Jacob Bronowski

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The symbol and the metaphor are as necessary to science as to poetry.

Jacob Bronowski (January 18, 1908August 22, 1974) was a British mathematician, biologist, and science historian of Polish origin. He is remembered in popular culture as the writer and presenter of the influential 1973 BBC television documentary series, The Ascent of Man.

Quotes[edit]

The most remarkable discovery ever made by scientists, was science itself.
Science is nothing else then the search to discover unity in the wild variety of nature — or more exactly, in the variety of our experience.
  • These are the moments when the powerful mind or the forceful character feels the ferment of the times, when his thoughts quicken, and when he can inject into the uncertainties of others the creative ideas which will strengthen them with purpose. At such a moment the man who can direct others, in thought or in action, can remake the world.
    • The Common Sense of Science (1951), on the influence of Isaac Newton.
  • The air in a man's lungs 10,000,000,000,000,000,000,000 atoms, so that sooner or later every one of us breathes an atom that has been breathed before by anyone you can think of who has ever lived — Michelangelo or George Washington or Moses.
    • The Reader's Digest (1964) Vol. 84; also quoted in Structure and Plan (1974) by Glen A. Love, p. 154
  • I grew up to be indifferent to the distinction between literature and science, which in my teens were simply two languages for experience that I learned together.
    • As quoted in World Authors 1950–1970 (1975) by J. Wakeman, pp. 221–223
  • The progress of science is the discovery at each step of a new order which gives unity to what had long seemed unlike. Faraday did this when he closed the link between electricity and magnetism. Clerk Maxwell did it when he linked both with light. Einstein linked time with space, mass with energy, and the path of light past the sun with the flight of a bullet; and spent his dying years in trying to add to these likenesses another, which would find a single imaginative order between the equations between Clerk Maxwell and his own geometry of gravitation When Coleridge tried to define beauty, he returned always to one deep thought: beauty he said, is "unity in variety." Science is nothing else than the search to discover unity in the wild variety of nature — or more exactly, in the variety of our experience.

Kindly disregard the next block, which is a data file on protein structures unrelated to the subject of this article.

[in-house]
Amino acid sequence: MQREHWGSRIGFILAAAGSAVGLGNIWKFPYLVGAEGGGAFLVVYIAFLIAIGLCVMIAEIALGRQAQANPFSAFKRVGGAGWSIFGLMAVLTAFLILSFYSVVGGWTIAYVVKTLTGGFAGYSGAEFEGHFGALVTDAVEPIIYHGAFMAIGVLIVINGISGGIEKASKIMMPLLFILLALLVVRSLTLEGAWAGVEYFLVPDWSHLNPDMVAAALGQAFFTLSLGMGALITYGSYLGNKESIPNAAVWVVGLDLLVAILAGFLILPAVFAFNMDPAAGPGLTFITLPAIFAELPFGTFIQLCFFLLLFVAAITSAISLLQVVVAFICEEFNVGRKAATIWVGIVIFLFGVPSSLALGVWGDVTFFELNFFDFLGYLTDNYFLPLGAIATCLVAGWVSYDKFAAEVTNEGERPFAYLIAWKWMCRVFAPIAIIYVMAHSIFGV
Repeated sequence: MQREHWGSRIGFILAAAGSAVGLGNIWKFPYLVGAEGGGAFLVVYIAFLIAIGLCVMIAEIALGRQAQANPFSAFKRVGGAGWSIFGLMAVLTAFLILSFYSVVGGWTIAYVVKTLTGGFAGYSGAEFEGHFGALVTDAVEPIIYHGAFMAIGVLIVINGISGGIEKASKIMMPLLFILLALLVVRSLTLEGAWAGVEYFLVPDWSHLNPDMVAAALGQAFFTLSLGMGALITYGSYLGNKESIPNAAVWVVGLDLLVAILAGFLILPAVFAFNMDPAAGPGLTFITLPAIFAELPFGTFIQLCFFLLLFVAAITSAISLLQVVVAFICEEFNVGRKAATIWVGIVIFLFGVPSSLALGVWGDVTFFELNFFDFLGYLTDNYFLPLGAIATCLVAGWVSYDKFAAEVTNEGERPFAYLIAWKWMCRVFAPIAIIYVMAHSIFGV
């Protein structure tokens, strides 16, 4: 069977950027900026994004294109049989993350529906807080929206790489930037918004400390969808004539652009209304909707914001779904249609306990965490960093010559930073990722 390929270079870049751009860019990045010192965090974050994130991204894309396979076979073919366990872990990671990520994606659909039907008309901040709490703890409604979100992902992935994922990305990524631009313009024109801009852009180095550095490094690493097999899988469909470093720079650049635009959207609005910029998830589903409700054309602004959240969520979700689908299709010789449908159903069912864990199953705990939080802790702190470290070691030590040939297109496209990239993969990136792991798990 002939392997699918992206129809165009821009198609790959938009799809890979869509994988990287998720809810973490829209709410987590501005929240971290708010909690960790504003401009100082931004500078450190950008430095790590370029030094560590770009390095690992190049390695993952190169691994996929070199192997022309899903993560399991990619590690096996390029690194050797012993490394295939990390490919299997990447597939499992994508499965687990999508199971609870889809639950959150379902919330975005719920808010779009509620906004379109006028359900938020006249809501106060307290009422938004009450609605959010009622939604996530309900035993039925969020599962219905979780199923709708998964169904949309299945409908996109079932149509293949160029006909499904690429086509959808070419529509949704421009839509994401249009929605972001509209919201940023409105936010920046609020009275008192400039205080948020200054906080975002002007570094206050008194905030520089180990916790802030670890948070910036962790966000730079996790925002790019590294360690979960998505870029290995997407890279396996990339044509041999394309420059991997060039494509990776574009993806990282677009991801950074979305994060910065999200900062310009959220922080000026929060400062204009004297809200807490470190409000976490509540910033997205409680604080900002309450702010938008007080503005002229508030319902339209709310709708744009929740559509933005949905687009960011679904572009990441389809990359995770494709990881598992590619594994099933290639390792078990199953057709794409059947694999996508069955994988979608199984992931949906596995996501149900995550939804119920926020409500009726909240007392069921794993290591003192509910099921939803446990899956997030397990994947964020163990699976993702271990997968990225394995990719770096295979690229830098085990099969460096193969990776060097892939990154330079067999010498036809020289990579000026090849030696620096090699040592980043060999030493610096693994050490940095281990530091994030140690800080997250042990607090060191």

• As quoted in The God Particle (1993) by Leon Lederman – ISBN 978–0–618–71168–0

Science and Human Values (1956, 1965)[edit]

First published as a series of three essays in Universities Quarterly (1956) based on lectures presented at MIT in 1953. The 1965 revised edition added a Socratic dialogue, "The Abacus and the Rose". (Page numbers in parentheses refer to the 1972 Harper & Row "Perennial Library" edition.)
  • The discoveries of science, the works of art are explorations — more, are explosions, of a hidden likeness. The discoverer or the artist presents in them two aspects of nature and fuses them into one. This is the act of creation, in which an original thought is born, and it is the same act in original science and original art.
    • Part 1: "The Creative Mind", §9 (p. 19)
  • Science, like art, is not a copy of nature but a re-creation of her.
    • Part 1: "The Creative Mind", §9 (p. 20)
  • We re-make nature by the act of discovery, in the poem or in the theorem. And the great poem and the deep theorem are new to every reader, and yet are his own experience, because he himself re-creates them.
    • Part 1: "The Creative Mind", §9 (p. 20)
  • Mass, time, magnetic moment, the unconscious: we have grown up with these symbolic concepts, so that we are startled to be told that man had once to create them for himself. He had indeed, and he has: for mass is not an intuition in the muscle, and time is not bought ready-made at the watchmaker's.
    • Part 2: "The Habit of Truth", §5 (p. 35)
  • In effect what Luther said in 1517 was that we may appeal to a demonstrable work of God, the Bible, to override any established authority. The Scientific Revolution begins when Nicolaus Copernicus implied the bolder proposition that there is another work of God to which we may appeal even beyond this: the great work of nature. No absolute statement is allowed to be out of reach of the test, that its consequence must conform to the facts of nature.
    The habit of testing and correcting the concept by its consequences in experience has been the spring within the movement of our civilization ever since. In science and in art and in self-knowledge we explore and move constantly by turning to the world of sense to ask, Is this so? This is the habit of truth, always minute yet always urgent, which for four hundred years has entered every action of ours; and has made our society and the value it sets on man.